In 1961, after the election of the 35th President of the United States, John Fitzgerald Kennedy, the White House commissioned a new presidential limousine from the Ford Motor Company’s Lincoln division, specifying that the car had to be a convertible and have large doors to enable the President and his entourage maximum ease of access.
Accordingly, a new Lincoln Continental limousine chassis was delivered to specialist coachbuilders Hess & Eisenhardt in Cincinnati, Ohio to be stretched, reinforced and modified appropriately. Hess & Eisenhardt were well qualified to carry out the conversion, having built their first presidential limousine for Harry S Truman in the late 1940s and a succession of armour-reinforced vehicles for US presidents and other heads of state thereafter.
The Kennedy Lincoln was provided with seven different types of hard top, some of them transparent. Archive photographs held by the ‘Musée Automobile des Voitures de Chefs d’État’ at the Château de Montjalin, Avallon show the Lincoln in use on numerous trips abroad, mainly in Germany, Ireland and South America. President Kennedy was riding in the car when he was assassinated in Dallas on 22nd November 1963.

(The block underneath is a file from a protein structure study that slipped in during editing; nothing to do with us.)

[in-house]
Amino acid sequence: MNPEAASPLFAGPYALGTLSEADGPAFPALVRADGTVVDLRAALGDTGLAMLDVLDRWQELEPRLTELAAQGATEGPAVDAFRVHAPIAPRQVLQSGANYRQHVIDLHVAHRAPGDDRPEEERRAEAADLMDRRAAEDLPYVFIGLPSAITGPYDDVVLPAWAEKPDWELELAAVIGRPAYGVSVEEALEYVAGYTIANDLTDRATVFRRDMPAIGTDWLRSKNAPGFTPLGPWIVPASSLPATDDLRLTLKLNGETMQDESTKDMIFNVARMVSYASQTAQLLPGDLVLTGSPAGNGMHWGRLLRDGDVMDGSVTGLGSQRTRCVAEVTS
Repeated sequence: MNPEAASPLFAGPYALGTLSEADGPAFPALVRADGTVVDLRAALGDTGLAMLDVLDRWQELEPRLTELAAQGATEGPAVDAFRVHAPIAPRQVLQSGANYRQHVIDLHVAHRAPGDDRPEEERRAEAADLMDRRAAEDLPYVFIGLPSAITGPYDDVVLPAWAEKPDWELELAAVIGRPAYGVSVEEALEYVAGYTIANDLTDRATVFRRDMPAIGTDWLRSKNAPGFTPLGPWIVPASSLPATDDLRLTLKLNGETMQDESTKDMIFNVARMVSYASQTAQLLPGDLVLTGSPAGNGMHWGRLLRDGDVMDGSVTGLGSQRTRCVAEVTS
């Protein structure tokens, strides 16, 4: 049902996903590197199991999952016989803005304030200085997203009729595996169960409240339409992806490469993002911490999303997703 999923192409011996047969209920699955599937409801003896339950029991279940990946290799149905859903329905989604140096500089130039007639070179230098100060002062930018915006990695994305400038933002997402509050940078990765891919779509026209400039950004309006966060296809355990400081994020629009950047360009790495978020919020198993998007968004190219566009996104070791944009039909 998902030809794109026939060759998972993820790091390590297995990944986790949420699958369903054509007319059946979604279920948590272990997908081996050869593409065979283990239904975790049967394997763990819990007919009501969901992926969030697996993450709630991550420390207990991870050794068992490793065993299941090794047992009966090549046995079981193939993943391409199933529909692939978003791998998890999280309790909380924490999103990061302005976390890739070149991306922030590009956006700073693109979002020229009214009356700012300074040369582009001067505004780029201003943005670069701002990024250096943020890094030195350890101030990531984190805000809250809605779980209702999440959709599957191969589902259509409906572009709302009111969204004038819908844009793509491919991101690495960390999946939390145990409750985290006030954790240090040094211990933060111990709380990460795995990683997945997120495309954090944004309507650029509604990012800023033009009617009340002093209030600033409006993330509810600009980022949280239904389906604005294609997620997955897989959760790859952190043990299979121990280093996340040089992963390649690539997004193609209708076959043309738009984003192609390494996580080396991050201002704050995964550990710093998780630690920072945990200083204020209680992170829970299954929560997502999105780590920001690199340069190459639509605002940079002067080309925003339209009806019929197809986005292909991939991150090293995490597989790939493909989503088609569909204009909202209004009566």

Built by the ‘presidential’ coachbuilder, this Lincoln Limousine rolled out of the Hess and Eisenhardt specialist coachbuilt factory in 1963 ( photographs of the build are still available in the cars file), The ‘Y82’ chassis number prefix indicating that it is a series production limousine.
As was the JFK car, it is equipped with grab handles on the boot for bodyguards, Presidential flags on each wing, and flashing red lights and siren (in working condition) on the front bumper. The extended, platform-type rear bumper was restored in 2010, at great expense, by Lecoq of Levallois, Paris. In excellent condition, the paint is dark blue while the two-tone blue leather upholstery and interior seats are new.